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Vermont Senate Considers Comprehensive Single-Use Plastics Ban

Vermont Statehouse  (file photo)
Pat Bradley/WAMC
Vermont Statehouse (file photo)

The Vermont Senate has been considering a bill that would not only ban the use of single-use plastic bags but also bar plastic straws and expanded polystyrene products.  On Friday, the chamber gave preliminary approval to a bill that some advocates say is the most comprehensive in the country.
Vermont Senate bill 113, as proposed, would “prohibit food service establishments from providing plastic carryout bags, expanded polystyrene food service products, and plastic straws to customers.”  Some legislators were concerned about the cost to retailers or customers to transition to paper or canvass. There was even debate about the different types of plastic bags.

Windham District Democrat Senator Becca Balint noted that she is the only one in the chamber that lives in a community that has already banned single-use plastics with paper bags phased in as an alternative.  “I just wanted to speak for a moment about what a seamless transition it was and at no store was this phase-in of using paper in lieu of plastic a big deal.”

The Vermont Public Interest Research Group Executive Director Paul Burns says it’s the most comprehensive bill addressing single-use plastic pollution in the country.  “It really is important because it gets at the trifecta of plastic pollution: plastic bags, plastic straws and expanded polystyrene. California has already taken action to ban plastic bags and they have a state policy that plastic straws should be given out only on request. But we go one step further at addressing the expanded polystyrene food service products. And only one state has addressed those so far that’s Maryland. But the governor as far as I know has not yet signed it and that Maryland legislation does not also address bags and straws. So as one bill, as one law, this would be I think the strongest in the country.”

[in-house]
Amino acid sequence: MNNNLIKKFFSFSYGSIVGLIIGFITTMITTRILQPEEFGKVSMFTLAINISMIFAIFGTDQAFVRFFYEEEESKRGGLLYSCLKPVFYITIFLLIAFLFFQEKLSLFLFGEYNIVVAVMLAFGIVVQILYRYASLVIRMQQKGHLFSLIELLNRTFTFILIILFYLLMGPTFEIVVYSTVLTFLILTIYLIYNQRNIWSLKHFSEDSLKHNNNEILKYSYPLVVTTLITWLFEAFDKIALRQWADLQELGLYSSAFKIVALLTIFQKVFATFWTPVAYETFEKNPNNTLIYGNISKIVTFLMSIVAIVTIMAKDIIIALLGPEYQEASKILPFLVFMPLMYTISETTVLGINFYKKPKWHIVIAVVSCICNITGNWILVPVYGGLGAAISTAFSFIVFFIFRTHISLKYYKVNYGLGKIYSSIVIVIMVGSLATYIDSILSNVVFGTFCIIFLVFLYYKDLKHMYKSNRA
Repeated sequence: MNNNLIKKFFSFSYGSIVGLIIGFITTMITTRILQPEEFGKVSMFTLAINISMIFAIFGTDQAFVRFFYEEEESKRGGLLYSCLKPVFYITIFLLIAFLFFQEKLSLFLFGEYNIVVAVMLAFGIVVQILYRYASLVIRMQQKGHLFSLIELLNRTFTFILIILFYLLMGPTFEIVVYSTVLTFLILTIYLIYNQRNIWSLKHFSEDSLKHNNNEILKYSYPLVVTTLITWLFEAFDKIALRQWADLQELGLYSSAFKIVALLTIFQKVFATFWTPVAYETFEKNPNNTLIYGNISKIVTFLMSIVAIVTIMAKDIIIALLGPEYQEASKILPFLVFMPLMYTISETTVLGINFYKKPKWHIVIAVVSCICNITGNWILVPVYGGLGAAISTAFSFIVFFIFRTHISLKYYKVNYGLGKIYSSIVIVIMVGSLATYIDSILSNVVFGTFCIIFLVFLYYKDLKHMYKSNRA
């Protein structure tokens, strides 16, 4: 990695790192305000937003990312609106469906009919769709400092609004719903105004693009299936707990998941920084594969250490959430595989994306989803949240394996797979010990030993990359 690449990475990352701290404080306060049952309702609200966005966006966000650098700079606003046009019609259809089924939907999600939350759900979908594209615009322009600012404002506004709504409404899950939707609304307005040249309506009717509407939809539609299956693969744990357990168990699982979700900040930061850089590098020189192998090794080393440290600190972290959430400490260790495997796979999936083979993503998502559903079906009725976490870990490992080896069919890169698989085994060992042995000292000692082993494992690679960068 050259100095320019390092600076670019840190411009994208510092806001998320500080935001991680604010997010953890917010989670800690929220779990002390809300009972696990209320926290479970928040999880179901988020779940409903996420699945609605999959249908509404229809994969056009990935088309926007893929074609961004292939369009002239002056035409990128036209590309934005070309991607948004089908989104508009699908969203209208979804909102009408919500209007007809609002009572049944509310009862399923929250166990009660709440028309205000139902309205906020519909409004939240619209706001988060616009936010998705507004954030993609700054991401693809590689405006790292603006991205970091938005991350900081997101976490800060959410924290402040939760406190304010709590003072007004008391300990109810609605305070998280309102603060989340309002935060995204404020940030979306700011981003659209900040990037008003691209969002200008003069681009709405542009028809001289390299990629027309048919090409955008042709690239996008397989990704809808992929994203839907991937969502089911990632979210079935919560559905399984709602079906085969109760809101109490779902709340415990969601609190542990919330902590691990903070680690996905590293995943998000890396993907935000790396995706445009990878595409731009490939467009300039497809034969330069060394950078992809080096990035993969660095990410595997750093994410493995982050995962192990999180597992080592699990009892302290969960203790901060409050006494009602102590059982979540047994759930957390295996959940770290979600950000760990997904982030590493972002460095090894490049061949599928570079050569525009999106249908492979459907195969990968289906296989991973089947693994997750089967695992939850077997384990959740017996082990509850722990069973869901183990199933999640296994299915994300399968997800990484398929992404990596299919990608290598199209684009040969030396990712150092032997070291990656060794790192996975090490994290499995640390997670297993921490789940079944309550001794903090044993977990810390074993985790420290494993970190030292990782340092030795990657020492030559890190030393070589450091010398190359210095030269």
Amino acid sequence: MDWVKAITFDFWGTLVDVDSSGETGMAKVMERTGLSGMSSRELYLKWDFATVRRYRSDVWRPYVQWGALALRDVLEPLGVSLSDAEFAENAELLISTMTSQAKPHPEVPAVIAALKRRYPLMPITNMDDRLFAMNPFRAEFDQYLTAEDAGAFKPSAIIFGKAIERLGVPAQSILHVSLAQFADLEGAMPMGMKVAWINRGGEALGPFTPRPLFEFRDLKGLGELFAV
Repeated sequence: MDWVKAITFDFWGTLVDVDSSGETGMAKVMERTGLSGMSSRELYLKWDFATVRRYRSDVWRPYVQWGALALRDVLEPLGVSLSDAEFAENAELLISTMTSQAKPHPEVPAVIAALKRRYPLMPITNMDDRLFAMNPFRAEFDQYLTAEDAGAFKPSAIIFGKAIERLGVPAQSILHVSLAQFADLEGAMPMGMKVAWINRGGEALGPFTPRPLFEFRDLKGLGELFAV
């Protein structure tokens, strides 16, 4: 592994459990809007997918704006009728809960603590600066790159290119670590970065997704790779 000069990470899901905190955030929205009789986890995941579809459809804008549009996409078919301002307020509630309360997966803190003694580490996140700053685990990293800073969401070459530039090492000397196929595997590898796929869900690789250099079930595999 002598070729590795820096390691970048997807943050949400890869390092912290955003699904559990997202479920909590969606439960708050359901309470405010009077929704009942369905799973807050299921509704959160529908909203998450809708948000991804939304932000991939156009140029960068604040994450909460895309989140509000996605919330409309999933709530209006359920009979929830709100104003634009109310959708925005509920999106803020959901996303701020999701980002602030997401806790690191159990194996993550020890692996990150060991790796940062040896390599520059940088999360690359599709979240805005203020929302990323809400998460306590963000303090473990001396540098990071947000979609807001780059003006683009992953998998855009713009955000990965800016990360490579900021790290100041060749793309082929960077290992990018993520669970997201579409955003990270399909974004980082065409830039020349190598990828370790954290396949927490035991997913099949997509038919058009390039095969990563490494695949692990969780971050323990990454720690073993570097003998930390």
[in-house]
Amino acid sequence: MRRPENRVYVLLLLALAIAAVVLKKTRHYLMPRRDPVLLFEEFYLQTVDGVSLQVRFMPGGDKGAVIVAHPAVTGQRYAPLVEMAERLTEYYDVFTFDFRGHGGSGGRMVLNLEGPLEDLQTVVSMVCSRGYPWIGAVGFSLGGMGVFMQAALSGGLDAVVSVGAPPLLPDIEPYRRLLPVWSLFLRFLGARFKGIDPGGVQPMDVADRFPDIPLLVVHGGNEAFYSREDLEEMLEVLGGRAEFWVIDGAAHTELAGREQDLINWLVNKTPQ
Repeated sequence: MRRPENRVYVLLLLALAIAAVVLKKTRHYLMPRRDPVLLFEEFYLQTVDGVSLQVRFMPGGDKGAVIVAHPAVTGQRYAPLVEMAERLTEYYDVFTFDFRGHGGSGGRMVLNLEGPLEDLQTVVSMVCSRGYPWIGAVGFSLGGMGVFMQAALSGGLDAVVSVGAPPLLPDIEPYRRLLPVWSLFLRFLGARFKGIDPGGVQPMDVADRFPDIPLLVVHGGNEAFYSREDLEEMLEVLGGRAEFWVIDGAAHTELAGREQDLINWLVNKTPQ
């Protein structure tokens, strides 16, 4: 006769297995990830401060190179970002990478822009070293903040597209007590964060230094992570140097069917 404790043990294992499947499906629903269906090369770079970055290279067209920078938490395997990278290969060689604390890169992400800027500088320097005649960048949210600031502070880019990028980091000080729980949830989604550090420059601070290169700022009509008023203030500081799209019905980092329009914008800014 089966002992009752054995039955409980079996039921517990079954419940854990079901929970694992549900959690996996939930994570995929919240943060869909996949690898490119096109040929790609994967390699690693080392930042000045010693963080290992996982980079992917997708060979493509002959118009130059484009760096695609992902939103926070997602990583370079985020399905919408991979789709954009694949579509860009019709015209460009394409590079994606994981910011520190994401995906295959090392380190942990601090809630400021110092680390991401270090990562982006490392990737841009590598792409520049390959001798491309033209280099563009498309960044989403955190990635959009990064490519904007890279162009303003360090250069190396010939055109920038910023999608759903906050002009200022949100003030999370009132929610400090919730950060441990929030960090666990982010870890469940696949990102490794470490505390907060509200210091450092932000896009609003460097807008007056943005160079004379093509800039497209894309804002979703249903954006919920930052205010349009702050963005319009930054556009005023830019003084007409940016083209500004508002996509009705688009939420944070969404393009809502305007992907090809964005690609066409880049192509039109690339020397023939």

Part of the debate included whether there should be a small charge, perhaps 5 or 10 cents each, on paper bags. Burns supports the concept because he says single-use paper bags are also problematic.  “Maybe not as severe an environmental problem as plastic bags because they won’t last for 500 years out in the environment but it’s very important that we don’t just shift our habits away from getting a single-use plastic bag at the grocery store to getting a single-use paper bag.  We really want to encourage consumers to invest in reusable bags so that they’re not using any of these single use products and throwing them into the waste stream or even into the recycling stream after a useful life of 10 or 15 minutes.”

Vermont Retail and Grocers Association President Erin Sigrist says the paper alternative is complex and just as negative as plastic, although in a different way.  “It’s got just as large of a footprint on the environment as plastic does, just again in a different way. It takes seven truckloads of paper bags to equal the same amount of plastic bags. So we’re talking about a larger carbon footprint when it comes to transporting. There’s also a larger carbon footprint when they’re creating the paper bags. So maybe it is an alternative but you know if we’re going to simply eliminate plastic bags we need to make sure that consumers understand that there is also an impact when it comes to paper bags.”

The bill also requires the Agency of Natural Resources to create a working group to assess progress of implementation of single-use plastic bag bans.
The Vermont Senate will consider final passage of S.113 this week. If approved it will move to the House for consideration.


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